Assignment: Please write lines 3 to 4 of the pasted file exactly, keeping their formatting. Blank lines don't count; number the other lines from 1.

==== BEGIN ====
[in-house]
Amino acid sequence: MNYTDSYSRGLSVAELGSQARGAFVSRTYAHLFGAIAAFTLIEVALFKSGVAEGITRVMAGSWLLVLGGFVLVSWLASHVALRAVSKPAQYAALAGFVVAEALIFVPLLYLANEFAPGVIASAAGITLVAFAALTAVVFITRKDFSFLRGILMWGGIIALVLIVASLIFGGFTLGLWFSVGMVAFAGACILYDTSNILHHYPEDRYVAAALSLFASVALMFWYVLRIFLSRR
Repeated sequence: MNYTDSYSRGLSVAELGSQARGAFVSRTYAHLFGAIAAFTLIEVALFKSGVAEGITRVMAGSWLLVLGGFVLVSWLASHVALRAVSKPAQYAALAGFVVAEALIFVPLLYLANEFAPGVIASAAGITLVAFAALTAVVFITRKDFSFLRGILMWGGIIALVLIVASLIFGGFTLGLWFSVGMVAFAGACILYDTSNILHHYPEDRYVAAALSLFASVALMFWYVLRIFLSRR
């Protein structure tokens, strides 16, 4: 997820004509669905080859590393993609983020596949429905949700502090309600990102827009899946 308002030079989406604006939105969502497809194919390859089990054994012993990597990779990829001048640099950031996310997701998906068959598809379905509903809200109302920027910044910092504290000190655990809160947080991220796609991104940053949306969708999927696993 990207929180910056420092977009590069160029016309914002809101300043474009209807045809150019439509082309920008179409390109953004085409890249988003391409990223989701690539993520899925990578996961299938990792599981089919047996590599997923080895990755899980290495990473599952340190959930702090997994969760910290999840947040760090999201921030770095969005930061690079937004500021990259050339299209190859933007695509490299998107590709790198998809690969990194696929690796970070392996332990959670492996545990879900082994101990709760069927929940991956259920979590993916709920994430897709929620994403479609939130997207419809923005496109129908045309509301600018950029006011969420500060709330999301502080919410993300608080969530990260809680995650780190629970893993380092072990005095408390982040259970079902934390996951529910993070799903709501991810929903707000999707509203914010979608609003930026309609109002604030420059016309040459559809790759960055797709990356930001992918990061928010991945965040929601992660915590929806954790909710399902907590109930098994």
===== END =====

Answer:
Repeated sequence: MNYTDSYSRGLSVAELGSQARGAFVSRTYAHLFGAIAAFTLIEVALFKSGVAEGITRVMAGSWLLVLGGFVLVSWLASHVALRAVSKPAQYAALAGFVVAEALIFVPLLYLANEFAPGVIASAAGITLVAFAALTAVVFITRKDFSFLRGILMWGGIIALVLIVASLIFGGFTLGLWFSVGMVAFAGACILYDTSNILHHYPEDRYVAAALSLFASVALMFWYVLRIFLSRR
């Protein structure tokens, strides 16, 4: 997820004509669905080859590393993609983020596949429905949700502090309600990102827009899946 308002030079989406604006939105969502497809194919390859089990054994012993990597990779990829001048640099950031996310997701998906068959598809379905509903809200109302920027910044910092504290000190655990809160947080991220796609991104940053949306969708999927696993 990207929180910056420092977009590069160029016309914002809101300043474009209807045809150019439509082309920008179409390109953004085409890249988003391409990223989701690539993520899925990578996961299938990792599981089919047996590599997923080895990755899980290495990473599952340190959930702090997994969760910290999840947040760090999201921030770095969005930061690079937004500021990259050339299209190859933007695509490299998107590709790198998809690969990194696929690796970070392996332990959670492996545990879900082994101990709760069927929940991956259920979590993916709920994430897709929620994403479609939130997207419809923005496109129908045309509301600018950029006011969420500060709330999301502080919410993300608080969530990260809680995650780190629970893993380092072990005095408390982040259970079902934390996951529910993070799903709501991810929903707000999707509203914010979608609003930026309609109002604030420059016309040459559809790759960055797709990356930001992918990061928010991945965040929601992660915590929806954790909710399902907590109930098994």